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CEQ Finalizes "Phase 2" Revisions to NEPA Implementing Regulations
Monday, May 13, 2024

The Council on Environmental Quality (“CEQ”) is tasked with issuing National Environmental Policy Act (“NEPA”) regulations to guide federal agencies in its implementation. In 2021, CEQ began a two-phase process to revise these regulations. “Phase 1” largely reversed several changes made to the regulations in 2020 under the prior Trump Administration, including key changes relating to defining “purpose and need” and the long-used concepts of direct, indirect, and cumulative effects. The new “Phase 2” revisions are more extensive. Some of the Phase 2 revisions codify in regulation amendments to NEPA made by the Fiscal Responsibility Act of 2023 (“FRA”) and intended to improve the efficiency of the NEPA process, such as establishing page limits for environmental documents and facilitating the use of categorical exclusions (“CEs”). The Phase 2 revisions also restore additional concepts or provisions from the 1978 regulations and case law interpreting those regulations, remove additional changes made in 2020 that CEQ now “considers imprudent,” and, for the first time, specifically require consideration of effects relevant to environmental justice and climate change. We highlight some of these changes below.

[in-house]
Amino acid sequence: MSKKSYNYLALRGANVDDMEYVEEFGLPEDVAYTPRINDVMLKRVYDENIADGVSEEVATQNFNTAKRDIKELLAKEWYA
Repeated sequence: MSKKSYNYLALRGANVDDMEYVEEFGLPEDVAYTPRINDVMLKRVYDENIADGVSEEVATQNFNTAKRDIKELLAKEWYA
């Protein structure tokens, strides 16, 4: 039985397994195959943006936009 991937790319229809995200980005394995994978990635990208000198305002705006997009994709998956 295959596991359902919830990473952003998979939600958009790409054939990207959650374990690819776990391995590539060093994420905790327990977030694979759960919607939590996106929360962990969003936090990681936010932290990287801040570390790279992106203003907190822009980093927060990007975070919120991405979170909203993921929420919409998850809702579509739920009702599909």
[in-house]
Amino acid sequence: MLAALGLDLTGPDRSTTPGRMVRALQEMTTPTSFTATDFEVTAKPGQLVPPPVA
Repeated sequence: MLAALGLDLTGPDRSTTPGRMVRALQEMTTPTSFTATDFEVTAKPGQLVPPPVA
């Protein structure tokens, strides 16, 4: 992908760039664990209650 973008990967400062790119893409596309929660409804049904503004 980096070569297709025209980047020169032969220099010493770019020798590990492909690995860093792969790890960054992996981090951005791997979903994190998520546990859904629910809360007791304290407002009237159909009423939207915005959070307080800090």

The Phase 2 Final Rule will impact a broad range of projects needing federal authorizations or funding. Many of the efficiency measures included in the Final Rule implement changes that were enacted in the FRA. Although these changes could help address some long-standing issues in the NEPA process around delays and litigation, the effect of the proposed changes will be highly dependent on how the individual federal agencies carry out the changes through their own procedures and implementing regulations. Moreover, the Phase 2 Final Rule makes other important changes to the regulations that, rather than streamlining and improving efficiency, could increase burdens and challenges associated with NEPA compliance.

The Phase 2 Final Rule is scheduled to go into effect on July 1, 2024. However, industry groups and others already have signaled their frustration with these revisions, including several key members of Congress, led by Senator Joe Manchin, who have announced that they will seek to overturn the Phase 2 Final Rule using the Congressional Review Act.

Provisions Directed Towards Promoting Efficiency and Streamlining

Page Limits and Timelines. The Final Rule makes many small and some larger changes to promote efficiency and streamline the NEPA process. The Final Rule incorporates the FRA’s page limits of 75 pages for environmental assessments (“EAs”), 150 pages for environmental impact statements (“EISs”), and 300 pages for EISs of “extraordinary complexity.” It includes the FRA’s time limits for completion of NEPA documents, requiring completion of EAs within one year and EISs within two years, although it allows for an agency to extend this deadline, in consultation with any project applicant, to the extent necessary to complete the document. To further promote efficiency, the Final Rule also requires agencies to set deadlines and schedules appropriate to specific actions or types of actions.